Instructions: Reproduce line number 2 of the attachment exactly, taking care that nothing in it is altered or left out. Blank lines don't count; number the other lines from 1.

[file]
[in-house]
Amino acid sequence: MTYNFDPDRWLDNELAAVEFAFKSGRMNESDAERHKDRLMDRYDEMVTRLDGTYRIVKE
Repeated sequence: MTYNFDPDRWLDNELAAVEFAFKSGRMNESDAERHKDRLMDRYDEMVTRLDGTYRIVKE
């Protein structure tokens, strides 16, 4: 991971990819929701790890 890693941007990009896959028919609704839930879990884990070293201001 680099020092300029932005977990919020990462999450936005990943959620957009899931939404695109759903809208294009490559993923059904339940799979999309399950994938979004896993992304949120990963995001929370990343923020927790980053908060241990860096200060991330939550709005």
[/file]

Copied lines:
Amino acid sequence: MTYNFDPDRWLDNELAAVEFAFKSGRMNESDAERHKDRLMDRYDEMVTRLDGTYRIVKE